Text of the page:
I’ve just finished reading Ogilvy on Advertising and even though I’ve never held an advertising job, and don’t intend to pursue that career – I absolutely loved it.
The book itself feels great in your hand – terrific look and feel, and is filled with pearls of wisdom about advertising on a range of subjects from how to make TV commercials that sell to competing with P&G.
I’m not quite sure how I ended up picking up this book, and I wasn’t quite sure what to expect from it, but I breezed through it, and felt annoyed the few times I had to put it down to get to the real world.
I’ve learned a few things that I hope to use for OneMint and some of my otherÂ work, and ultimately if you think about it – advertising is selling, and a lot of us have to do it at some point or the other in our careers.
The book is divided into chapters with each chapter tackling a specific issue and providing answer to a specific problem. These few titles will tell you what I’m talking about:
- Jobs in advertising – and how to get them?
- How to advertise foreign travel?
- Advertising for good causes
The book is filled with actionable and practical tips for advertisers and there are many many tips and guidelines on how to do certain things.
For instance, Mr. Ogilvy asks everyone that they advertise with black words on white background and not the other way round since that makes it harder to read. In another instance he talks about having the caption of an image below it and not above it to be read by more people.
Another example that I liked came from the chapter on direct mail, in which he writes a small section on television for persuading people to buy directly by mail or phone he writes the following:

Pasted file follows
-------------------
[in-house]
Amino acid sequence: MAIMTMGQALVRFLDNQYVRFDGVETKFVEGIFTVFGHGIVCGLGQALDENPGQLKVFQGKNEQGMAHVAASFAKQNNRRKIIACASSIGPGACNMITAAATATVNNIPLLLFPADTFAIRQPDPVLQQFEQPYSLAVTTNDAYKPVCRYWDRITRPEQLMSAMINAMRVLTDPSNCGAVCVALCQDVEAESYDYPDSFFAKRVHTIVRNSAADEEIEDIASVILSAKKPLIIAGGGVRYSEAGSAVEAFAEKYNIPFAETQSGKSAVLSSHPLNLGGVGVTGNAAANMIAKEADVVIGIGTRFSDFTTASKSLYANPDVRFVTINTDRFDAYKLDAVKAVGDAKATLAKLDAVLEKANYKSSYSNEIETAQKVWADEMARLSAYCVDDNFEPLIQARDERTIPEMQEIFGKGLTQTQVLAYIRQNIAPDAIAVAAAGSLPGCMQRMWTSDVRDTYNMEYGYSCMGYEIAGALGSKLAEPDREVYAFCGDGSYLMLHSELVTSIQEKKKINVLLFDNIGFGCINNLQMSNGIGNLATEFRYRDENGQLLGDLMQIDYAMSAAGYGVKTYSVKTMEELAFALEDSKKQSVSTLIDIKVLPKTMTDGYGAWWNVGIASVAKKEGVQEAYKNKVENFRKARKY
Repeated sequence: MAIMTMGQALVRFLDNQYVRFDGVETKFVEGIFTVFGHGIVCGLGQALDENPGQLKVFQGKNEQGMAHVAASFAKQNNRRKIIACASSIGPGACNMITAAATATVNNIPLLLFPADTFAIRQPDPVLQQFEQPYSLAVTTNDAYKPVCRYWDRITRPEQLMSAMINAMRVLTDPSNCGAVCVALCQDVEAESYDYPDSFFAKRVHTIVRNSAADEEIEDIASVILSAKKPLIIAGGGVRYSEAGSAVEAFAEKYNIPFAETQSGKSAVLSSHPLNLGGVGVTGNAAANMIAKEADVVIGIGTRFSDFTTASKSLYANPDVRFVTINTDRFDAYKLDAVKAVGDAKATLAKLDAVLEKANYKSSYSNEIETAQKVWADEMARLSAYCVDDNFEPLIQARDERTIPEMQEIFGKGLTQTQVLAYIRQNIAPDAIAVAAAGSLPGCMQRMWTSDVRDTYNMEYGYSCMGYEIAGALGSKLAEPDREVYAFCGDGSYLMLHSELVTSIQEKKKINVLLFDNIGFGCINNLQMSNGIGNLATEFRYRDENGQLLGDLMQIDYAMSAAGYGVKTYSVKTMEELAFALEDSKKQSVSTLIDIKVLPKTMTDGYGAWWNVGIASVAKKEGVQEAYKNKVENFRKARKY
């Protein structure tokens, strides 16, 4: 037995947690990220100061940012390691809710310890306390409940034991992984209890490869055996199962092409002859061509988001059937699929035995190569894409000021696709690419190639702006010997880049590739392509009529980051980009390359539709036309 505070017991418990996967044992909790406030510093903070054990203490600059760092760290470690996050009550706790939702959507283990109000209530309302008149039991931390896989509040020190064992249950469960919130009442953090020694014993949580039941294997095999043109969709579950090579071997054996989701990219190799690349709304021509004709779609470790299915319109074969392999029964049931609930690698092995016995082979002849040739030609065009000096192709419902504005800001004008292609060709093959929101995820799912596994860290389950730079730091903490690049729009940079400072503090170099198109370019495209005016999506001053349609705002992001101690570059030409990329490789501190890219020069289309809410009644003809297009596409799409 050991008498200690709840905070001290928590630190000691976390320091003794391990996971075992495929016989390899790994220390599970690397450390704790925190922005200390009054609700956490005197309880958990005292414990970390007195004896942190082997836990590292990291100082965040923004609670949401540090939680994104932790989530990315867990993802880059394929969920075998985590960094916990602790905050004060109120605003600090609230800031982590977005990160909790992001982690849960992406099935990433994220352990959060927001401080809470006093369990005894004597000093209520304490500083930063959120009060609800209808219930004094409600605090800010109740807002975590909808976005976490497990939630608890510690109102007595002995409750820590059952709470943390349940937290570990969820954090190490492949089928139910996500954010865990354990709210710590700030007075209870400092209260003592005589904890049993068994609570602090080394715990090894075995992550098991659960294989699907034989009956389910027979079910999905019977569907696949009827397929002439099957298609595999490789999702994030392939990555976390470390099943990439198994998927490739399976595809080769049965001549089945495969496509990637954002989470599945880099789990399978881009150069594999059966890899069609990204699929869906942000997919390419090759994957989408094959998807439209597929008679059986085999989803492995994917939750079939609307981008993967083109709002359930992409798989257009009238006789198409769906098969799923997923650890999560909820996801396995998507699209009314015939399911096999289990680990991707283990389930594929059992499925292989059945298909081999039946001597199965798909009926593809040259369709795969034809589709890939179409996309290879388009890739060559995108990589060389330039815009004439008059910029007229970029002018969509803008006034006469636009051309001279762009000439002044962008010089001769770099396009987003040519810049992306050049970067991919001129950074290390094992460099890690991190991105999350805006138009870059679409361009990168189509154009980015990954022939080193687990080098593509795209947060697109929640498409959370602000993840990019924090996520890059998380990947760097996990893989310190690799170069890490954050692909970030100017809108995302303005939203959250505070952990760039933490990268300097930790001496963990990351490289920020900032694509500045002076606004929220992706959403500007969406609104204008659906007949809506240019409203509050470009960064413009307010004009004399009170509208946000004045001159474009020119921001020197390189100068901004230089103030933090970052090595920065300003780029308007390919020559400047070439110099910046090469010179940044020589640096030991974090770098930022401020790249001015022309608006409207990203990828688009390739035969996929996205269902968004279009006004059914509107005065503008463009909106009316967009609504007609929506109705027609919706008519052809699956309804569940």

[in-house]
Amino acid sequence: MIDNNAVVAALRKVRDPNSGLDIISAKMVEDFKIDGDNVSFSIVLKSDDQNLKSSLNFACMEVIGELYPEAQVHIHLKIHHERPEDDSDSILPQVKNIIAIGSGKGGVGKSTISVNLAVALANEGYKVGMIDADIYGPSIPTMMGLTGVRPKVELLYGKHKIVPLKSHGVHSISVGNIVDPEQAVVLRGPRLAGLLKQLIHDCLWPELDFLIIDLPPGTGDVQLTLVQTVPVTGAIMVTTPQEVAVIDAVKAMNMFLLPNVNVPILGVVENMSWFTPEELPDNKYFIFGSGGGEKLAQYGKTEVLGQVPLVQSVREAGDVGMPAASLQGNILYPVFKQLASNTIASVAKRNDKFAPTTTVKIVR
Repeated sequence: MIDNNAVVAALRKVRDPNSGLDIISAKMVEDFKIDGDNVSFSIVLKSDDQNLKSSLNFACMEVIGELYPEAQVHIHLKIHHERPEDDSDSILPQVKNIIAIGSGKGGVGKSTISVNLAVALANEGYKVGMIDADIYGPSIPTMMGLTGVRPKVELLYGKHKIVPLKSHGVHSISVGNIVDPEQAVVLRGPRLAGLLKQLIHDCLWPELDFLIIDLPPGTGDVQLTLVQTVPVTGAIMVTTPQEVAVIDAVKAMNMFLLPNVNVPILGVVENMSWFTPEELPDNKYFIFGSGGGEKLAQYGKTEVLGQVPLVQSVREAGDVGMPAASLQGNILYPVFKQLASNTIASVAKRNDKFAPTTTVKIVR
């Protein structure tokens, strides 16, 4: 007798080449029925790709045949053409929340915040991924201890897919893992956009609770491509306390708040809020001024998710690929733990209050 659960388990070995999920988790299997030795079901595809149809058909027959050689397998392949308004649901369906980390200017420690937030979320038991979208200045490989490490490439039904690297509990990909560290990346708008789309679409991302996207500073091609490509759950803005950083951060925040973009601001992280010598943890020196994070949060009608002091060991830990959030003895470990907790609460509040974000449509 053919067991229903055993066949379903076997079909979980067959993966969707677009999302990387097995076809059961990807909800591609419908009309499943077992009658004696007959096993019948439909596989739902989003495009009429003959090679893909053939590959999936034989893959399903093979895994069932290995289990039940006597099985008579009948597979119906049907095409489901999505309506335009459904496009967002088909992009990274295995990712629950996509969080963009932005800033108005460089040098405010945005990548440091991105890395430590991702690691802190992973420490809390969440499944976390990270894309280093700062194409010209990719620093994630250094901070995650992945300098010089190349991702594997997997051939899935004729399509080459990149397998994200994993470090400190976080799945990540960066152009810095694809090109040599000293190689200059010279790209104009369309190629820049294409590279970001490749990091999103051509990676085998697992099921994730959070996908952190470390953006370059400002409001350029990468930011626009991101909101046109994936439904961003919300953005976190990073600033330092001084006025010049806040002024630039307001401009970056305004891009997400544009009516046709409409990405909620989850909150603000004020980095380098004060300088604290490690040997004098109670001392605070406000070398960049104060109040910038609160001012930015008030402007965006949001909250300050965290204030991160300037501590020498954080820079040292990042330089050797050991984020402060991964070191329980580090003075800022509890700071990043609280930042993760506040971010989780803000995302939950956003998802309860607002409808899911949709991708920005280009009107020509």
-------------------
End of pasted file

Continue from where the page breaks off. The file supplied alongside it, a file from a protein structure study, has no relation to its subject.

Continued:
The better the program on which your commercials appear, the fewer sales you make. When viewers are bored by an old movie, they are more likely to pick up the telephone and order your product than when they are riveted by an episode of Dallas.
There are many many rules like that, and there are a lot of interesting stories as well – like one where he says that while advertising for Cessna Citation business jets they sent out live carrier pigeons with an invitation to take a free ride in the jet!
He says that some recipients actually ate the pigeon but many returned alive and they sold at least one jet for $600,000!
There are many ad copies in the book as well, and I found myself flipping through them at leisure and looking at all the great stuff there.
I thoroughly enjoyed the book and am now looking forward to reading his first book as well. I don’t however feel that everyone will like it as much as I did.
In my opinion, you should at least have some interest in advertising, or must be required to sell in some capacity to truly enjoy and appreciate the book, and a lot of people simply don’t have these type of job functions.
But in case you are interested in the book you can find Ogilvy on Advertising on Amazon.
Disclosure: Both book links are Amazon affiliate links.